The Security Service is undertaking a number of major projects covering estates, business continuity, core IT systems and improving its digital investigative capabilities. A notable success during the reporting period was the completion of the Digital Intelligence (DIGINT) programme, which aimed to improve systems for the collection and analysis of intelligence material gathered electronically. The Director General explained: "One of the things that really drove us on the investment of DIGINT was a discussion where the relevant directors explained that actually, of all the material that we’ve caught, over half was not being processed. Now, as an intelligence organisation, that’s a nightmare. I mean, quite frankly, I would rather not have the intelligence at all and miss something than have the intelligence and not actually having processed it… We have made real progress on that, and I’m very proud on DIGINT." (Emphasis added)What this comment suggests, for the sake of clarity, is that the UK's spy agencies in recent years have been mining and storing quantities of electronic data — or "digital intelligence" — so large that they have not been able to analyse it. The data, most of it I would expect is mined from the internet, has probably been gathered and then left to sit and gather digital dust in a secret storeroom somewhere. The claim from Evans in the above quote is that MI5 has worked to address the problem as part of a new programme, which presumably involves a great deal of automated analysis. But the statement also illustrates how new surveillance powers currently being proposed in the UK could pose problems for the UK if the security services are already near a point where they are drowning in data. There tends to be two main schools of thought within the intelligence community. Some believe that targeted surveillance of specific individuals and groups is the best method, because it provides information that can be dissected and acted upon fairly quickly by human analysts. The other school of thought, and the one which seems to be prevailing, is that a kind of dragnet surveillance is superior. What this entails is gathering huge quantities of data based on key words, locations, phrases, and then mining through it to find anything useful. From a rights and civil liberties perspective, targeted surveillance is clearly more attractive because it is likely to involve much less intrusion of innocent individuals' communications. But rights and civil liberties do not appear to be high on the agenda at our secret agencies, and so what we get is something closer to the dragnet option. I should add that surveillance in the UK is not without regulation. To intercept domestic communications, police and security services require ministerial authorisation, and must show that any interception is in the interests of national security, safeguarding economic well being, or to prevent and detect serious crime. That said, these justifications are fairly broad, and there were 2,911 interception warrants granted in 2011 — but any one warrant can cover countless individuals, so we actually have little idea how many people had their communications snooped on. (Also, to monitor content posted on social networks and other "open source" websites, there are no laws or restrictions at all. So websites like Facebook, Twitter and Foursquare are all fair game for the likes of MI5's "DIGINT" team to gather data from.)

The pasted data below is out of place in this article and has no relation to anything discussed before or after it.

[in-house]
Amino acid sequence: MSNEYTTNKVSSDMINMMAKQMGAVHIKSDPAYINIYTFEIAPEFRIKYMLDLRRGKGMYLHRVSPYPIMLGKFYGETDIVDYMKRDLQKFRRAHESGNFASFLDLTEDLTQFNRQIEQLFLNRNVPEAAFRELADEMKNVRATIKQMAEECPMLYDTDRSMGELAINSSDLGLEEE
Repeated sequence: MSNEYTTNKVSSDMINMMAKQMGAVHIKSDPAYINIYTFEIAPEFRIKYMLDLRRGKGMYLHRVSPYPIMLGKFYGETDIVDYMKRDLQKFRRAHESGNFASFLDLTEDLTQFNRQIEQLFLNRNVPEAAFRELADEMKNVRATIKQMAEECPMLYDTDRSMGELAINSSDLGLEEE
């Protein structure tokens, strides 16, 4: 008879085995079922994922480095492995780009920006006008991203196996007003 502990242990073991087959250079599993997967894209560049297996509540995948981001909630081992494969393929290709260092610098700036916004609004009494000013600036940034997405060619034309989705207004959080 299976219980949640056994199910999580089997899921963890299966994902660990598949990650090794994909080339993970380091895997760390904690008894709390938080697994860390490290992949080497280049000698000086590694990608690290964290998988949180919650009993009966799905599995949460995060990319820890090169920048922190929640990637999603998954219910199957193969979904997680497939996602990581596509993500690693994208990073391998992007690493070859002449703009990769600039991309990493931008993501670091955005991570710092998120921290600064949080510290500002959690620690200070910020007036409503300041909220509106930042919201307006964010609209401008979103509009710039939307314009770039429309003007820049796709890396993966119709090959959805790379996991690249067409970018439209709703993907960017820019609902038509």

Thursday, 25 October 2012
I was speaking to someone today about this, and it occurred to me that it is a piece of information that is not widely known but should be. Every year in Britain, there is an official report that comes out detailing the activities of the UK's spy agencies — MI5, MI6 and GCHQ. It is authored by a group of politicians who function as a kind of oversight authority, under the name the Intelligence and Security Committee. In this year's report, published in July, I noticed a section of particular interest in light of new proposals for more surveillance powers in the UK. The second paragraph is what is important here — it is a comment made by Jonathan Evans, chief of domestic security agency MI5.